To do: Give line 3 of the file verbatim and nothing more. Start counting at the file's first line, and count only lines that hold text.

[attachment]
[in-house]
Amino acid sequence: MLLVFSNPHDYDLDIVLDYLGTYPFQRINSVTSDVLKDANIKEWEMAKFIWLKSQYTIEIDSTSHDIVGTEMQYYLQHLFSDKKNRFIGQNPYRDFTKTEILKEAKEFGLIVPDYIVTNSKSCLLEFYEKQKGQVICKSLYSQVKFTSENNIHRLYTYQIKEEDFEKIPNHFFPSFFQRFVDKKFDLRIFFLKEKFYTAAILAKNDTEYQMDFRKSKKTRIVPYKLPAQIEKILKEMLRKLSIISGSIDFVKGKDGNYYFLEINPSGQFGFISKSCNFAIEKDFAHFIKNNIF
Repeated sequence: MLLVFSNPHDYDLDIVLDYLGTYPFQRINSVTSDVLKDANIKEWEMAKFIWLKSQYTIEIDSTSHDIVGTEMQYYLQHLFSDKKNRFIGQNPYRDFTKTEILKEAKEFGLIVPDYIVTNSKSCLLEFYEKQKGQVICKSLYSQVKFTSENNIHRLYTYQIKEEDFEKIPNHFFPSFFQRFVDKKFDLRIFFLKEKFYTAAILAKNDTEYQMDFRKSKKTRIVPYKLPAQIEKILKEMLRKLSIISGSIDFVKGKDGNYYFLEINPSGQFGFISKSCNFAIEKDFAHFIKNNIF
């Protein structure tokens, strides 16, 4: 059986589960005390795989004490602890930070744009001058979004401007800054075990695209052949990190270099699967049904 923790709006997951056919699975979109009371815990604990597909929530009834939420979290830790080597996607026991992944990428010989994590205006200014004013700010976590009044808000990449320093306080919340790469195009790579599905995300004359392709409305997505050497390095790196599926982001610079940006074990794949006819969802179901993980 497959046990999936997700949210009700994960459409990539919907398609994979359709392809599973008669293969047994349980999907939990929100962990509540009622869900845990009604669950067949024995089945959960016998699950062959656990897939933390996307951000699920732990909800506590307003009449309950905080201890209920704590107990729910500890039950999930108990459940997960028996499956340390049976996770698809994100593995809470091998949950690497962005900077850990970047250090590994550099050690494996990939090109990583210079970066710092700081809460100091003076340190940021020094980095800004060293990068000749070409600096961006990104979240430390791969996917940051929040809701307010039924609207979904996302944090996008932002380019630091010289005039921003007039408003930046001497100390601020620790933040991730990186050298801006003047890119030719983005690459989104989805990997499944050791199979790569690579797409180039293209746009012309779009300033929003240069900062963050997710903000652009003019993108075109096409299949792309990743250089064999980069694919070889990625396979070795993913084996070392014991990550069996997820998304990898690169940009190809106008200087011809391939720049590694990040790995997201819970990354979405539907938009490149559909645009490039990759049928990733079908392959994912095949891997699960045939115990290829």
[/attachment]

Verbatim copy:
Repeated sequence: MLLVFSNPHDYDLDIVLDYLGTYPFQRINSVTSDVLKDANIKEWEMAKFIWLKSQYTIEIDSTSHDIVGTEMQYYLQHLFSDKKNRFIGQNPYRDFTKTEILKEAKEFGLIVPDYIVTNSKSCLLEFYEKQKGQVICKSLYSQVKFTSENNIHRLYTYQIKEEDFEKIPNHFFPSFFQRFVDKKFDLRIFFLKEKFYTAAILAKNDTEYQMDFRKSKKTRIVPYKLPAQIEKILKEMLRKLSIISGSIDFVKGKDGNYYFLEINPSGQFGFISKSCNFAIEKDFAHFIKNNIF